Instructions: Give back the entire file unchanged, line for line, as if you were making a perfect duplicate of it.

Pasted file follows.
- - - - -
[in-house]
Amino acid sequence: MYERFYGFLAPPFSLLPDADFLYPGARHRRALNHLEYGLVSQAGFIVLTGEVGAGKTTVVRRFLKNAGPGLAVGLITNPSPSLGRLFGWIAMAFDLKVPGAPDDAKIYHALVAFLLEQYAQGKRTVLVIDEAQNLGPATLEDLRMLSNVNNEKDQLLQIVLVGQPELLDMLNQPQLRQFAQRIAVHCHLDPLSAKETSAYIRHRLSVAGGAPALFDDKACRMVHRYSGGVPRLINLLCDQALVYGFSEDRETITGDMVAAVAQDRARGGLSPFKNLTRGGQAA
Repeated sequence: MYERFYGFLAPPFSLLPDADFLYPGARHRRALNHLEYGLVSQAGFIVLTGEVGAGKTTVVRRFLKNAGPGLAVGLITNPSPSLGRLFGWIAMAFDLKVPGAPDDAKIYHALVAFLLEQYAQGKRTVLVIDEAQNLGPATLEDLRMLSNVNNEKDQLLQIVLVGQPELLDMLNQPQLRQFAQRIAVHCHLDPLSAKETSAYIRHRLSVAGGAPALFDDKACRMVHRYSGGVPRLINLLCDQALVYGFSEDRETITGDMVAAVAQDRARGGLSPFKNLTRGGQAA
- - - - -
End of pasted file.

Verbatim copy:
[in-house]
Amino acid sequence: MYERFYGFLAPPFSLLPDADFLYPGARHRRALNHLEYGLVSQAGFIVLTGEVGAGKTTVVRRFLKNAGPGLAVGLITNPSPSLGRLFGWIAMAFDLKVPGAPDDAKIYHALVAFLLEQYAQGKRTVLVIDEAQNLGPATLEDLRMLSNVNNEKDQLLQIVLVGQPELLDMLNQPQLRQFAQRIAVHCHLDPLSAKETSAYIRHRLSVAGGAPALFDDKACRMVHRYSGGVPRLINLLCDQALVYGFSEDRETITGDMVAAVAQDRARGGLSPFKNLTRGGQAA
Repeated sequence: MYERFYGFLAPPFSLLPDADFLYPGARHRRALNHLEYGLVSQAGFIVLTGEVGAGKTTVVRRFLKNAGPGLAVGLITNPSPSLGRLFGWIAMAFDLKVPGAPDDAKIYHALVAFLLEQYAQGKRTVLVIDEAQNLGPATLEDLRMLSNVNNEKDQLLQIVLVGQPELLDMLNQPQLRQFAQRIAVHCHLDPLSAKETSAYIRHRLSVAGGAPALFDDKACRMVHRYSGGVPRLINLLCDQALVYGFSEDRETITGDMVAAVAQDRARGGLSPFKNLTRGGQAA